3 U.S. Special Forces Die in Pakistan Bombing
Bomb also destroyed a girls' school and killed three students.
ISLAMABAD, Pakistan, Feb. 3, 2010— -- Three U.S. special operations forces helping train Pakistan's embattled paramilitary corps were killed today when their vehicle was destroyed by a remote control bomb, the deadliest ever attack on Americans in Pakistan.
More than 20 special operations forces are in Pakistan to train the Frontier Corps, the historically under-equipped and ill-trained force fighting the Taliban in Pakistan's volatile northwest. The training program has been acknowledged by the Pakistani military but is rarely publicized because of fears it will stoke rising anti-American sentiment.
The attack appears to have specifically targeted the vehicle carrying the Americans, according to a journalist travelling in the convoy whose vehicle was damaged but survived the explosion. The bomb exploded underneath the third car after two of the cars had already travelled over the same spot, the journalist, Amjad Ali Shah, told ABC News.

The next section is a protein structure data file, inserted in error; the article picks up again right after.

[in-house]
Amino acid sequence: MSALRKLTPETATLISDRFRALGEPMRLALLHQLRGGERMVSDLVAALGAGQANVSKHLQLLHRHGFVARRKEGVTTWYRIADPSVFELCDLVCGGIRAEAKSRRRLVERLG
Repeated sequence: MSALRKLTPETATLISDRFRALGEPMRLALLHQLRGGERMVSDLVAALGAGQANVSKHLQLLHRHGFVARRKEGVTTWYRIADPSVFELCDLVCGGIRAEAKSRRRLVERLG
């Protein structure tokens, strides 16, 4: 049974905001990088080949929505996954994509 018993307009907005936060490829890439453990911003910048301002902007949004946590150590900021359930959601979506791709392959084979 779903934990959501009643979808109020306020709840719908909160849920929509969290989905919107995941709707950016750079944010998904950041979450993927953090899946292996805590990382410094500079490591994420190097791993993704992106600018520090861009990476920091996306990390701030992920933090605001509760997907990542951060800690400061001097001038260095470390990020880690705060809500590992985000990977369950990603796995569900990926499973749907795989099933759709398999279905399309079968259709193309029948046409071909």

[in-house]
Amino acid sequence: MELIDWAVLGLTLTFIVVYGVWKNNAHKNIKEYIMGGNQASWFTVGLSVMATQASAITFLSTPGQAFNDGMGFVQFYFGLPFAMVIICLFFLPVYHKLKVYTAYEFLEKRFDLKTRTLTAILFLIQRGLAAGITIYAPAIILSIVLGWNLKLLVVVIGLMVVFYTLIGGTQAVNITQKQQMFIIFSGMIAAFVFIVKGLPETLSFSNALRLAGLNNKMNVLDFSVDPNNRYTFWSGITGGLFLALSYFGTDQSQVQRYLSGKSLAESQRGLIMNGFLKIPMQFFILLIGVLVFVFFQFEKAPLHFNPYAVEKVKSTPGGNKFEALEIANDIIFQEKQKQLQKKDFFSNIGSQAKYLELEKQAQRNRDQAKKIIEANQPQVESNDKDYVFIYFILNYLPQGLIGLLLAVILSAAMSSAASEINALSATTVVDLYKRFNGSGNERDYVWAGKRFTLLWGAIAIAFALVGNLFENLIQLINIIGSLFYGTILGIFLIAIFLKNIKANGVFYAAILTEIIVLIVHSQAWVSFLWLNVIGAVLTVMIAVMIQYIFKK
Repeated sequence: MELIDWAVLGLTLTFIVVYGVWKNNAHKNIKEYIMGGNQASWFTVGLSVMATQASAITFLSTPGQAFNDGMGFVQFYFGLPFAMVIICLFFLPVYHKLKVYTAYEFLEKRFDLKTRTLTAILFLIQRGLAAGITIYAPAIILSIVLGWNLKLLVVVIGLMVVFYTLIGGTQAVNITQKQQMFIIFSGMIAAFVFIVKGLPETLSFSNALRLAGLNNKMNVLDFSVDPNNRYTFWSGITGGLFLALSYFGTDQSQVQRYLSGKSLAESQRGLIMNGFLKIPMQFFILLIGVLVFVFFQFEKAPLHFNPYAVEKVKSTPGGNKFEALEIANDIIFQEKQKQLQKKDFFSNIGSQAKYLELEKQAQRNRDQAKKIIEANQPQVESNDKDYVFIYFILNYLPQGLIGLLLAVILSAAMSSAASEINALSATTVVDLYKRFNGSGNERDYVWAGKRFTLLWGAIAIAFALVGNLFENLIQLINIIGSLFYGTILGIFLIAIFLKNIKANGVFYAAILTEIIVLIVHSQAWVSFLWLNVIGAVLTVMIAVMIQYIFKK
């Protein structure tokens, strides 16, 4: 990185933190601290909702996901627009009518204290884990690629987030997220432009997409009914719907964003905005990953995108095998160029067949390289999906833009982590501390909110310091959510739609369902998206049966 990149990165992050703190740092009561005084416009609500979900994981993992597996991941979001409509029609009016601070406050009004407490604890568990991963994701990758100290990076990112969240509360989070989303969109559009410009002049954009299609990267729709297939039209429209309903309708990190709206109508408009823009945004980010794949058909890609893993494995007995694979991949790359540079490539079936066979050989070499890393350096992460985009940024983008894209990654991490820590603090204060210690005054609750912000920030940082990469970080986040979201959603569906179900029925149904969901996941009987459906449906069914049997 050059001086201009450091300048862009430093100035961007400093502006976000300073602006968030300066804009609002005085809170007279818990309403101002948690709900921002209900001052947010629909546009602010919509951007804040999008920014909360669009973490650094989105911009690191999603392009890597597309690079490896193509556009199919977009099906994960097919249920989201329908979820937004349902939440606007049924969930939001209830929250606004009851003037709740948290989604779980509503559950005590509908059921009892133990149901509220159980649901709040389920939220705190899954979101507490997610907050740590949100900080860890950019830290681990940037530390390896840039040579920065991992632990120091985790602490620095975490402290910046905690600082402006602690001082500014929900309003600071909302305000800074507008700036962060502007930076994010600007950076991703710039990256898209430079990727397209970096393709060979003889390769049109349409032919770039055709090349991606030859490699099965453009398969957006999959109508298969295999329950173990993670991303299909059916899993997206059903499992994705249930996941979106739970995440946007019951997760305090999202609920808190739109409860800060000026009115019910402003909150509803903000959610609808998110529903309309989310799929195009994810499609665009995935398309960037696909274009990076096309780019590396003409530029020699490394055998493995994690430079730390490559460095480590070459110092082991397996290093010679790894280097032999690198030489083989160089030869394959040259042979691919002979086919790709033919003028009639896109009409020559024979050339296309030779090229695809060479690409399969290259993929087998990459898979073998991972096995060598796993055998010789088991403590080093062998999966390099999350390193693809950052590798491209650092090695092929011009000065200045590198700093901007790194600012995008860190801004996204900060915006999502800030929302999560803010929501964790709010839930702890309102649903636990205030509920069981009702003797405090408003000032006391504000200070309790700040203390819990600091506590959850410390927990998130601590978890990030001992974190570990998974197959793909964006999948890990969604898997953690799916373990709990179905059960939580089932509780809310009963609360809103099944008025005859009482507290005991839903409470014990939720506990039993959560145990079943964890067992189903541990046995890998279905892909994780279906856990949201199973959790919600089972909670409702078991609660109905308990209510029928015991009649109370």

That would suggest a high level of sophistication by the Pakistani Taliban, which have vowed revenge for repeated CIA drone strikes against its leadership and who today took responsibility for the bombing.
The soldiers were the first U.S. military personnel killed in Pakistan since the Marriott hotel bombing in August 2008, which killed two troops. Today's casualties appear to be the first who were actually targeted in Pakistan.
The bomb exploded just before 11:00 a.m. Pakistan time, according to the Pakistani military, as the group of Pakistani security officials, journalists, and the American trainers were on their way to a girls' school that had been damaged by the Taliban and then rebuilt with the help of American development money.
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